South Carolina turned the momentum of this monumental win into a 6-6 record and the unique indignity of “bowl eligible, but not picked to play.” Outside of this game, and beating no. 8 Kentucky – again, 2007 was just weird as hell – nothing about this Gamecocks season stands out as a pleasant memory. The loss wound up keeping Georgia out of the SEC Championship; Tennessee won the East instead and lost a close game to LSU, who went on to win the national championship.

Flip this result and you’re forced to wonder if the Bulldogs could have beaten Les Miles. If they do, it’s probably fair to assume they’d beat Ohio State in the BCS title game. So, without straining reality too far, you can believe that this South Carolina win in September kept Georgia from winning a title. (It’s understable if you forgot about this game in the ocean of other Moments Where Georgia Could Have Won A Title But Screwed Up.)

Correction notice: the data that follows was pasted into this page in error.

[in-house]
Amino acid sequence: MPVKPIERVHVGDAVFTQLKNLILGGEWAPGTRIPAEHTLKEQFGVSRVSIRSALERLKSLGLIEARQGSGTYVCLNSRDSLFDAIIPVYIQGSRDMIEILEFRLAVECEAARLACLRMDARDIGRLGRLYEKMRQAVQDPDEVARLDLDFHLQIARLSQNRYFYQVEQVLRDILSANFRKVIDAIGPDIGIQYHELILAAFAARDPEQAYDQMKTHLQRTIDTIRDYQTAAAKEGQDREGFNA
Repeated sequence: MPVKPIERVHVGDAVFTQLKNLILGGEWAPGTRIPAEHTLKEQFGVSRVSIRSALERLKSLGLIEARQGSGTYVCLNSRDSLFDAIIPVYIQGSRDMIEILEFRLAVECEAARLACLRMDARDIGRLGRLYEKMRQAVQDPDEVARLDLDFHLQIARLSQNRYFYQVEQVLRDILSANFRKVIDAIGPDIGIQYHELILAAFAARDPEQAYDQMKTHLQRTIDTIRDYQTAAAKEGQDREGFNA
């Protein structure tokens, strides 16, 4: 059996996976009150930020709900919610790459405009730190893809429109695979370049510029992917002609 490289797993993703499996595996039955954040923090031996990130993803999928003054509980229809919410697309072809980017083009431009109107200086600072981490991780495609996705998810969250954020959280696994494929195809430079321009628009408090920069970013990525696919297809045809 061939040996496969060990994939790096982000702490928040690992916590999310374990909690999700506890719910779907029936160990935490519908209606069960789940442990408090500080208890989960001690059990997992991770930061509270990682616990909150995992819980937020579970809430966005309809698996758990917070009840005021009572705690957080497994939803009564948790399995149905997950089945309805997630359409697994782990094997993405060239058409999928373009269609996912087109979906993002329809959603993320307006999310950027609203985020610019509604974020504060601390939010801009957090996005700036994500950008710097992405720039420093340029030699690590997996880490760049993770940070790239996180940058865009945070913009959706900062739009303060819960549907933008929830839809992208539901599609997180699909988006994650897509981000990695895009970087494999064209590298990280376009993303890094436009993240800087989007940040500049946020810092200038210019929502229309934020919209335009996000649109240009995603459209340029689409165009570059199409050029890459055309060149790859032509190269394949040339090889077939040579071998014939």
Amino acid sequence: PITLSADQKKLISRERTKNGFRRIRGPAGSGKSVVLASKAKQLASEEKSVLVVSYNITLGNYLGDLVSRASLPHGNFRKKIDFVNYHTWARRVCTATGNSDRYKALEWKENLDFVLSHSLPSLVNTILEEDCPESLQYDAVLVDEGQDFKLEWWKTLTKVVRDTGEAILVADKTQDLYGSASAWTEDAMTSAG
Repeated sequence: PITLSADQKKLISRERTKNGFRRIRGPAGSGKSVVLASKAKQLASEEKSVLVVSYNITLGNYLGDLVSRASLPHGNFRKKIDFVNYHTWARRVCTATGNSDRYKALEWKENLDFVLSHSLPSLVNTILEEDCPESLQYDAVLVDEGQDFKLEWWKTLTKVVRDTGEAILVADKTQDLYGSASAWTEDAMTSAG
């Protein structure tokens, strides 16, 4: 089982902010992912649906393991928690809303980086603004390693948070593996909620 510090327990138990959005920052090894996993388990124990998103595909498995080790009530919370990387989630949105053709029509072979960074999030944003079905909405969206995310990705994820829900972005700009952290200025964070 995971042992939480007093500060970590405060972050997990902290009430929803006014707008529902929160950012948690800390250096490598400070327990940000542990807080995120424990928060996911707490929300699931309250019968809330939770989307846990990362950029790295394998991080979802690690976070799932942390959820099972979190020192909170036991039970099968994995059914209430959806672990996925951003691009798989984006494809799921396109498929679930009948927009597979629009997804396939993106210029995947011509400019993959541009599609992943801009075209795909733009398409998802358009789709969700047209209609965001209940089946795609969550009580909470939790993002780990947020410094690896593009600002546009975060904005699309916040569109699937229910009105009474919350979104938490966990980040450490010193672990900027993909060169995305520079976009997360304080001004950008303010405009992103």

Tennessee 24, Kentucky 7 (2018)

Kentucky wasn’t winning the SEC East without help from Auburn, which wouldn’t end up coming, but they didn’t know that when they played Tennessee on the afternoon of November 10. They, and everyone else, did know this was the best Wildcat season in decades, with a shot at the program’s first ten-win season since 1977.

Tennessee, on the other hand, was in the middle of Jeremy Pruitt’s first year and barely clinging to a shot at bowl eligibility.

Naturally, the Wildcats punted seven times and fell in a 24-point hole before they put a point on the board. The same Tennessee team that hadn’t managed three yards a carry against Georgia, Auburn, Florida, Alabama, or Charlotte finished with 5.38 yards per rushing attempt.

Kentucky still got to ten wins thanks to their bowl game, while Tennessee missed its shot at the postseason with consecutive blowouts to Mizzou and Vanderbilt. And even though Georgia clinched the East that night with a win over Auburn, handing them the division early by losing to this uninspiring Vols team could not have been pleasant.